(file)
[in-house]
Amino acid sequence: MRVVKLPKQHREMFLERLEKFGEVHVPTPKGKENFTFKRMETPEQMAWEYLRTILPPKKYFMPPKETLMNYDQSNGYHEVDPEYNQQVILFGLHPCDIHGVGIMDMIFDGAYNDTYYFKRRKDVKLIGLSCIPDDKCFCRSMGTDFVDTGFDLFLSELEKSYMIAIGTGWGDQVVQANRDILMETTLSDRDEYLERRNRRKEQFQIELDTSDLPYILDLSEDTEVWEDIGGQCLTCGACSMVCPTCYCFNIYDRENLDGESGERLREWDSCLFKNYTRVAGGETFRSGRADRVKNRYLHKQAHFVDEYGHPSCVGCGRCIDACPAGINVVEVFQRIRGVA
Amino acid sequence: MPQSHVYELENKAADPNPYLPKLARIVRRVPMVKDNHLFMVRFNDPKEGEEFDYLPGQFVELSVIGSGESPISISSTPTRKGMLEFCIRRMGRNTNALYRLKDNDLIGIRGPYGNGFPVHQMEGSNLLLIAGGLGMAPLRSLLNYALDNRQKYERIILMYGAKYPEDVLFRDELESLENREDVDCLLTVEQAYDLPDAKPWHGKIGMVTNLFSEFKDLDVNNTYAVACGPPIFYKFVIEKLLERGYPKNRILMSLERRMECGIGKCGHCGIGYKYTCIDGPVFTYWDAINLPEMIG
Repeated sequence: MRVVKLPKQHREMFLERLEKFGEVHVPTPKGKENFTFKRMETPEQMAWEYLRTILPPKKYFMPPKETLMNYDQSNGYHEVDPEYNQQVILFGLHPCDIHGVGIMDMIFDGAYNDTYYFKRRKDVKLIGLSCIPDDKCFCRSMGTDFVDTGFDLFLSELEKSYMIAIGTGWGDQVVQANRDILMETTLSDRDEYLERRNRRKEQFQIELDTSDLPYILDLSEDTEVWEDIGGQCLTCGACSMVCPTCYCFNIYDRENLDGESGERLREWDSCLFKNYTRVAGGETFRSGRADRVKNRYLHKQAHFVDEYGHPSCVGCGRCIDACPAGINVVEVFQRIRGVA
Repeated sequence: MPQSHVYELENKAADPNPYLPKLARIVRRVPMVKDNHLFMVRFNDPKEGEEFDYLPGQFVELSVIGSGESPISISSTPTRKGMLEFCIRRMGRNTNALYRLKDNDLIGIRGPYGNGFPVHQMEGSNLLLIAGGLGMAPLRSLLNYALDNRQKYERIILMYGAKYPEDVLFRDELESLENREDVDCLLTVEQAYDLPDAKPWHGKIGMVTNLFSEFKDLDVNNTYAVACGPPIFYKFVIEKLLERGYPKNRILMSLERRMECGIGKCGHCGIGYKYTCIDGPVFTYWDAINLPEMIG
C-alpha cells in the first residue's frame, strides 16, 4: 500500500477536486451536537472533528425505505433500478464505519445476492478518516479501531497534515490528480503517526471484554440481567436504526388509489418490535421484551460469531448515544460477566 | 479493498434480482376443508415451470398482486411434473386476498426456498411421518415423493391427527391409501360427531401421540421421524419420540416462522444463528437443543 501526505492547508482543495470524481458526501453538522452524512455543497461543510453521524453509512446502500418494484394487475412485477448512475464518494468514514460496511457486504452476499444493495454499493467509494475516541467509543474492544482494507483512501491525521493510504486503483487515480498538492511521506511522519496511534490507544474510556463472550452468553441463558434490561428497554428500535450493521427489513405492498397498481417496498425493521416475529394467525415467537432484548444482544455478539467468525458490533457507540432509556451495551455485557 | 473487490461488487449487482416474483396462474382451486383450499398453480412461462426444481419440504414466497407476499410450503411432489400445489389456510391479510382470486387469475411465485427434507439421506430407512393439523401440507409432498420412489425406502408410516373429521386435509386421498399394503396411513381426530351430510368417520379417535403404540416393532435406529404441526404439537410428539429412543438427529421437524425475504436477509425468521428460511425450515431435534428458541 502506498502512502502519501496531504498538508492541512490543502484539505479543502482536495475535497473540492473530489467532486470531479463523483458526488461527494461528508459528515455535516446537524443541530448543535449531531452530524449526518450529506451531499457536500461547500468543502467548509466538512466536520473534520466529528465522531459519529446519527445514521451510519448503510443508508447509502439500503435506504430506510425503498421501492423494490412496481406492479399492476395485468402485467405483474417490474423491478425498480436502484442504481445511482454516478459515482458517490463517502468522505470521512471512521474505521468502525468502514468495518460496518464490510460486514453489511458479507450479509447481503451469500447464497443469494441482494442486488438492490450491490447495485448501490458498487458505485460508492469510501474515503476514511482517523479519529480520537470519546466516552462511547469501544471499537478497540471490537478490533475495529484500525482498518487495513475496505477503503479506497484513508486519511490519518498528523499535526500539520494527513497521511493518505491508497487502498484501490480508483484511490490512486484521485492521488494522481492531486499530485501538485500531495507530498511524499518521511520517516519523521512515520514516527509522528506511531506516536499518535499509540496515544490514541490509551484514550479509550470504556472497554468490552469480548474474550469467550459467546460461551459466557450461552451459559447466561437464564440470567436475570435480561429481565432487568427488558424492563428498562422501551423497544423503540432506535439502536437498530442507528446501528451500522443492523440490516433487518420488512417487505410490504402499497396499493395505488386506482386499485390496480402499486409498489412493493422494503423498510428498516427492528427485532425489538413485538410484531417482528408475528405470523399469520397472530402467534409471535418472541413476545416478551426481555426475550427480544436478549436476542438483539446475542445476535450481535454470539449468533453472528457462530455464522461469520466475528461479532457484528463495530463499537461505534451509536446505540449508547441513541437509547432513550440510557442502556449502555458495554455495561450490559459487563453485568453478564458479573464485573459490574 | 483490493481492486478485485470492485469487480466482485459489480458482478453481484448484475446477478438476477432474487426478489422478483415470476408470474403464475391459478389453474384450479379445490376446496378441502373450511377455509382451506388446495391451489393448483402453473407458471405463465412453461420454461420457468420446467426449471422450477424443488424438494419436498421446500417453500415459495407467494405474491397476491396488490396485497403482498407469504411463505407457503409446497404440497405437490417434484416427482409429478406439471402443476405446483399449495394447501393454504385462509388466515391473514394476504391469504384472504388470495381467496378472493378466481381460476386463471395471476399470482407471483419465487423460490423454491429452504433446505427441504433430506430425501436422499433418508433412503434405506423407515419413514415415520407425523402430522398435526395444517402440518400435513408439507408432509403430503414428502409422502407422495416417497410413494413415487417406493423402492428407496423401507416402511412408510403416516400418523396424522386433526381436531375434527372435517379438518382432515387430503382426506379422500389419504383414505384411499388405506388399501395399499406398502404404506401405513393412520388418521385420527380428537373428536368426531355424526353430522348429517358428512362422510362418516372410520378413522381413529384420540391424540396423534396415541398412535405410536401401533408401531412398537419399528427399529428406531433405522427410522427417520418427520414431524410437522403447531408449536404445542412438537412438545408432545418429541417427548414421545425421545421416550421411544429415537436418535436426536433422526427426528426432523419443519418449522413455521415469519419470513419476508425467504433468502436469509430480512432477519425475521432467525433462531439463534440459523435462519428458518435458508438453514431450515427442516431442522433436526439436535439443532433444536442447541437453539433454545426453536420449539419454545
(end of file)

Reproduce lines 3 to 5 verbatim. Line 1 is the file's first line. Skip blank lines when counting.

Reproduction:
Amino acid sequence: MPQSHVYELENKAADPNPYLPKLARIVRRVPMVKDNHLFMVRFNDPKEGEEFDYLPGQFVELSVIGSGESPISISSTPTRKGMLEFCIRRMGRNTNALYRLKDNDLIGIRGPYGNGFPVHQMEGSNLLLIAGGLGMAPLRSLLNYALDNRQKYERIILMYGAKYPEDVLFRDELESLENREDVDCLLTVEQAYDLPDAKPWHGKIGMVTNLFSEFKDLDVNNTYAVACGPPIFYKFVIEKLLERGYPKNRILMSLERRMECGIGKCGHCGIGYKYTCIDGPVFTYWDAINLPEMIG
Repeated sequence: MRVVKLPKQHREMFLERLEKFGEVHVPTPKGKENFTFKRMETPEQMAWEYLRTILPPKKYFMPPKETLMNYDQSNGYHEVDPEYNQQVILFGLHPCDIHGVGIMDMIFDGAYNDTYYFKRRKDVKLIGLSCIPDDKCFCRSMGTDFVDTGFDLFLSELEKSYMIAIGTGWGDQVVQANRDILMETTLSDRDEYLERRNRRKEQFQIELDTSDLPYILDLSEDTEVWEDIGGQCLTCGACSMVCPTCYCFNIYDRENLDGESGERLREWDSCLFKNYTRVAGGETFRSGRADRVKNRYLHKQAHFVDEYGHPSCVGCGRCIDACPAGINVVEVFQRIRGVA
Repeated sequence: MPQSHVYELENKAADPNPYLPKLARIVRRVPMVKDNHLFMVRFNDPKEGEEFDYLPGQFVELSVIGSGESPISISSTPTRKGMLEFCIRRMGRNTNALYRLKDNDLIGIRGPYGNGFPVHQMEGSNLLLIAGGLGMAPLRSLLNYALDNRQKYERIILMYGAKYPEDVLFRDELESLENREDVDCLLTVEQAYDLPDAKPWHGKIGMVTNLFSEFKDLDVNNTYAVACGPPIFYKFVIEKLLERGYPKNRILMSLERRMECGIGKCGHCGIGYKYTCIDGPVFTYWDAINLPEMIG